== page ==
Bald eagles complete their adult plumage in their fourth year. Their heads and tails have a slightly dirty appearance due to a few dark feathers. In 2013 the new Harmar female had some dark tail feathers, below. She was probably only four years old.

Harmar bald eagle, 2013 (photo by Steve Gosser)

FULL ADULT PLUMAGE: (fifth year and beyond)

Adult bald eagles with white heads and tails cannot be mistaken for any other North American bird. In the photo below, the Hays female carries a fish to her young.

Mother bald eagle carries a fish, apparently to entice H7 (photo by Annette Devinney)
Mother bald eagle carries a fish to H7 at Hays, 2017 (photo by Annette Devinney)


Juvenile bald eagles resemble golden eagles in size and coloration. However …

Golden eagles are dark brown with golden feathers on the nape of the neck. Adults have completely dark underwings and tails. Immatures have a white band at the base of the tail and dark underwings, not mottled, with either a white line down the middle of the wing or a white half moon at the wrist (see below). Golden eagles’ heads look smaller than bald eagles’ because their beaks are smaller. Here are two photos of golden eagles in flight at the Allegheny Front by Steve Gosser.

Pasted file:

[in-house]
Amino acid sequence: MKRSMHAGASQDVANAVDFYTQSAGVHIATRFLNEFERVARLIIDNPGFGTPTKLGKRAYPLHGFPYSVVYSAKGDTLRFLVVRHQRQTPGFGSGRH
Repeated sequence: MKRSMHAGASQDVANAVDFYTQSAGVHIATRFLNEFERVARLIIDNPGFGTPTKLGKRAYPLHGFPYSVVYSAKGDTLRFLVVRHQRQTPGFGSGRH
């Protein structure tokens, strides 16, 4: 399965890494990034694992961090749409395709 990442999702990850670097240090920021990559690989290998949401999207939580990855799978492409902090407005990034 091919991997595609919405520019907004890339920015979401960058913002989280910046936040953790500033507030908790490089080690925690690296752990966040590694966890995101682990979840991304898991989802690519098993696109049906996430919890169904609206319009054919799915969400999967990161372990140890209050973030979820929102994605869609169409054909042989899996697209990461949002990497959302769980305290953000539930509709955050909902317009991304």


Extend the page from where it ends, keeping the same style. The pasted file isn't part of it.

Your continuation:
Golden eagles at the Allegheny Front (photos by Steve Gosser)

Finally, golden eagles are extremely rare in Allegheny County, even as flyovers, while bald eagles are resident year round if the rivers don’t freeze. An all-dark eagle near Pittsburgh is most likely a juvenile bald eagle. It may have been born here.

Learn more about aging bald eagles and comparing them to goldens at these links:

(photos by Annette Devinney, Steve Gosser and the Hays Bald Eaglecam)